Sunday, 18 October 2015

The American Inequality Series: An Introduction


“The richest country, is not that which has the most capitalists, monopolists, immense grabbings, vast fortunes, with its sad soil of extreme, degrading, damning poverty, but the land… where wealth does not show such contrasts high and low, where all men have enough- a modest living…”



The famous words of 19th-century American poet Walt Whitman ring true perhaps more than ever in the United States of today. The previous few decades have seen economic inequality in the USA escalating with little end in sight- and recent economic crashes have not exactly helped the situation either. 

Economic inequality has been a theme reoccurring throughout the world, throughout history- from the time of Ancient Greece, where Plato described any city to be split into “the city of the poor, the other of the rich… at war with each other.”, to today where inequality is often a side effect of economic development (India, China are notable contemporary examples). 

But the USA has experienced a more unorthodox growth in inequality. Like China and India, in recent decades the US economy has been growing- yet an almost unique mixture of politics and economic culture has made the USA, according to the Credit Suisse Global Wealth Databook, the most unequal of the top 20 developed global economies, scoring a GINI coefficient of 85.1% (the higher the coefficient, the more the inequality). In comparison, the UK scored a relatively modest 67.7%, the aforementioned India 81.1% and China 69.5%.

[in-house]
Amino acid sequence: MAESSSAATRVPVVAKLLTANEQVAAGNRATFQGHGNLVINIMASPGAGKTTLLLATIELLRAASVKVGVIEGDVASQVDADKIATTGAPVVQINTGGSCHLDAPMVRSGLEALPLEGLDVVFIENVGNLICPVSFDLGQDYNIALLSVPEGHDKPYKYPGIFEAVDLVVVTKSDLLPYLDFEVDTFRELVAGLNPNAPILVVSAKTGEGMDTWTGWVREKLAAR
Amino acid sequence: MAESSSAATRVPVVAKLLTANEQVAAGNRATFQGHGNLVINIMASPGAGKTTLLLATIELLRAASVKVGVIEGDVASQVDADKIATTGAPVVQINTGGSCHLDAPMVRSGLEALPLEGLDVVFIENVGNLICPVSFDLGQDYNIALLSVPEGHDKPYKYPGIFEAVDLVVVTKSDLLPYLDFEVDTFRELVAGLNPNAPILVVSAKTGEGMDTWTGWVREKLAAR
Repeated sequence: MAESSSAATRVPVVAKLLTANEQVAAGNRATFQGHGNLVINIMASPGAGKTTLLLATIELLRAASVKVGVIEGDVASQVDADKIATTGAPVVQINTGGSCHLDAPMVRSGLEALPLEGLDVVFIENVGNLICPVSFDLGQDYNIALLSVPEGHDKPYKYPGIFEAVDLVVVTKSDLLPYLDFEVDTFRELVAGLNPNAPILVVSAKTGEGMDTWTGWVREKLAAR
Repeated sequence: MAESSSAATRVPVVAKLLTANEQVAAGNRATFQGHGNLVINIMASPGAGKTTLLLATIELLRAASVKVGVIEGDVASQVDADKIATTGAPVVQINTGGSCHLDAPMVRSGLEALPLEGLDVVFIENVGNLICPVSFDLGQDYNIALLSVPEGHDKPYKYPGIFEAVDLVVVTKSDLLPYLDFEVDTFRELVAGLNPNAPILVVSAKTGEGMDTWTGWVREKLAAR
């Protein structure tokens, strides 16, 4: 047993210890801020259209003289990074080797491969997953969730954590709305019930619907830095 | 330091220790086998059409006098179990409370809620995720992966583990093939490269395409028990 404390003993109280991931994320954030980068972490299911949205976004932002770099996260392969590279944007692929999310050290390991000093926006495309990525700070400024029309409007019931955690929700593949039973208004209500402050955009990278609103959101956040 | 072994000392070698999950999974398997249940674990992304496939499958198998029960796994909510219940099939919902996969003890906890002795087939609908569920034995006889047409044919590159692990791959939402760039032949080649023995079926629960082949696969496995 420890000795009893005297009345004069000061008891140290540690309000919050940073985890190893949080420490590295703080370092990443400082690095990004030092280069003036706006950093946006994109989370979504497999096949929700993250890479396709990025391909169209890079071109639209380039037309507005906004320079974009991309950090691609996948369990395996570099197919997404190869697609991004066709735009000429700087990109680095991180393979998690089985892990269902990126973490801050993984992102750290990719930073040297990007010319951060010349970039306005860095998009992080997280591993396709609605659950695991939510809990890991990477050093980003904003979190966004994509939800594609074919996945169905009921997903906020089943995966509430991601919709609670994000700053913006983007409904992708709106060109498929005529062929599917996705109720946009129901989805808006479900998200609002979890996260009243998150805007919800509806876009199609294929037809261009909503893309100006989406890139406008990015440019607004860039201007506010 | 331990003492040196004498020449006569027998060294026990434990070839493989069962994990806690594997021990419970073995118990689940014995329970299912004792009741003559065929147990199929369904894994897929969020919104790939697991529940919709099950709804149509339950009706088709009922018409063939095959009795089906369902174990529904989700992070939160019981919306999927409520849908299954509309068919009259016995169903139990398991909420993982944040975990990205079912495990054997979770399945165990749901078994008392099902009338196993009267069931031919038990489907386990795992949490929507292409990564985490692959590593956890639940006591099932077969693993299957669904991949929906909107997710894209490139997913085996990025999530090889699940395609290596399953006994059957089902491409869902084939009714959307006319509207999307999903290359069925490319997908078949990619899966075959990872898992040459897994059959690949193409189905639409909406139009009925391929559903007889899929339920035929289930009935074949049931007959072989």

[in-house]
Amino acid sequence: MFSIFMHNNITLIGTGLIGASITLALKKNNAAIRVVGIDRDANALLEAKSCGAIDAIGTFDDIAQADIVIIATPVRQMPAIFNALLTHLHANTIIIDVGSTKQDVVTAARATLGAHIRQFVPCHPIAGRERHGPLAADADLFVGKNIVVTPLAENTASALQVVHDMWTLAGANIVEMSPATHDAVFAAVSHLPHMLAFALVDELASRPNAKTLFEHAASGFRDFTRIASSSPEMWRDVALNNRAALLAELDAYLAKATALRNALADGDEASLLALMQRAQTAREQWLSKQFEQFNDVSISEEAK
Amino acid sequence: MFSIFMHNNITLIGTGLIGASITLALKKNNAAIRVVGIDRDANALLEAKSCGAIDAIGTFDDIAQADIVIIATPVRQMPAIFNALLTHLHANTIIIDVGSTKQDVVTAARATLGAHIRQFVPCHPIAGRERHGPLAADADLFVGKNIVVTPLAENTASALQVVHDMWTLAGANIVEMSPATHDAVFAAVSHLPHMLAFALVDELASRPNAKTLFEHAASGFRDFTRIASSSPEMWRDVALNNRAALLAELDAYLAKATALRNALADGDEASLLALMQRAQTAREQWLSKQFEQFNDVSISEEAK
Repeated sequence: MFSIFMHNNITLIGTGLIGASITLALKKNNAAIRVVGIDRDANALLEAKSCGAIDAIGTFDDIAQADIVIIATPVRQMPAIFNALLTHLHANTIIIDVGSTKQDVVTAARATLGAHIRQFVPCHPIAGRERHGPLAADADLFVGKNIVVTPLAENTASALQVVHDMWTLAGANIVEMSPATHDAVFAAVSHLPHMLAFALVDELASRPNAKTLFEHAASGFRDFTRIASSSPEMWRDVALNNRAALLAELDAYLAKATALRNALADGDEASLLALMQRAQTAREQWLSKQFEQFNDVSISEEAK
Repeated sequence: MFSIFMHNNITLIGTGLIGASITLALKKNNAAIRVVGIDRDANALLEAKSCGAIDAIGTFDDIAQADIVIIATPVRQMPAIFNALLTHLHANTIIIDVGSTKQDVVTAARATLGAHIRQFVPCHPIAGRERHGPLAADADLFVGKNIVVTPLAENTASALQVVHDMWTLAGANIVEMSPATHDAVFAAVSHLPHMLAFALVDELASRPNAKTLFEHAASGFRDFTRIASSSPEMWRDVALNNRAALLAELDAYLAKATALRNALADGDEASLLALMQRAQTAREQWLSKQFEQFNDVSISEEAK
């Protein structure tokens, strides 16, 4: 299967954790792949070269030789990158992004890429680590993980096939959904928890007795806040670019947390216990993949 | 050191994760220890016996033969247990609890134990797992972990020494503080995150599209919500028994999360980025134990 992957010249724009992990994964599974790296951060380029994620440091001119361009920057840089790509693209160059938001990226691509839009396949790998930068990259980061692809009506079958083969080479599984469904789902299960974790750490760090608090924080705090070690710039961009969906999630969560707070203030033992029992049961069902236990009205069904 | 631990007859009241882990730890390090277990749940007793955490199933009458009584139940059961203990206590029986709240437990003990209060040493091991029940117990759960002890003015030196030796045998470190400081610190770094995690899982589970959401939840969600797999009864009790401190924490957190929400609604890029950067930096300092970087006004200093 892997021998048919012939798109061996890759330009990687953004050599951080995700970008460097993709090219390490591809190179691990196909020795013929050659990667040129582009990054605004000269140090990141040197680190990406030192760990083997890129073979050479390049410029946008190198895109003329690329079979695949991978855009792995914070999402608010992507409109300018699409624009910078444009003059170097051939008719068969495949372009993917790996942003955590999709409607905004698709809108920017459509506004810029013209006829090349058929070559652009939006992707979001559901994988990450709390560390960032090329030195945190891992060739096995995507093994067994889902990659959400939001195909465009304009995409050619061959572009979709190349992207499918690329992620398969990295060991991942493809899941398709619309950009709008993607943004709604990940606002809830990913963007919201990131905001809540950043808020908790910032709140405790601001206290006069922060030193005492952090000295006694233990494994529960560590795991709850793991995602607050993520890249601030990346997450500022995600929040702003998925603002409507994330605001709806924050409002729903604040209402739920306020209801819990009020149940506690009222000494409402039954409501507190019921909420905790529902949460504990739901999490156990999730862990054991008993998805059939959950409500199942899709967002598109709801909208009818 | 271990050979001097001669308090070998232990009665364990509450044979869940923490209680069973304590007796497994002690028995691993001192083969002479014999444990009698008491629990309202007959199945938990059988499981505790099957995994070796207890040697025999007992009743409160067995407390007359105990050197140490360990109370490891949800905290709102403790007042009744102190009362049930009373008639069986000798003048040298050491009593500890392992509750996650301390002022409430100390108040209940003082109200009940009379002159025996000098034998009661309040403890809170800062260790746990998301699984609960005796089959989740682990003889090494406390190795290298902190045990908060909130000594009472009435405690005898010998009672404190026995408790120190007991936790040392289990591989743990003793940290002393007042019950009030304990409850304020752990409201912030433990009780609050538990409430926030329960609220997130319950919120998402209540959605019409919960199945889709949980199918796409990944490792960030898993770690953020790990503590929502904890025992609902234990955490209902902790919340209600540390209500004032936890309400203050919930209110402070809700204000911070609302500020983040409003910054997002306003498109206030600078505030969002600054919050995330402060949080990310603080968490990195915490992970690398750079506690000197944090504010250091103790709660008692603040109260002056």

The GINI coefficient is the most common mathematical measure of wealth inequality, measuring income distribution. Considering a score of 0% means perfect equality (everyone has the same income) and 100% means total inequality (one person holds all income, everyone else has nothing), 85.1% shows how far the USA’s inequality has grown.

The last time the USA saw inequality at the levels of today was in the years leading to the Great Depression- so what is it that is driving today’s inequality? 


Over the next few weeks at poponomics we'll be discussing all things America, from the idea of the 1%, to education, to politics, to the very nature of capitalism itself, as we closely analyse this massively important question.

Stay tuned- the American Inequality series starts on Wednesday, as we turn our attention to the impact Corporations have had on American society.

Mohammad Lone Editor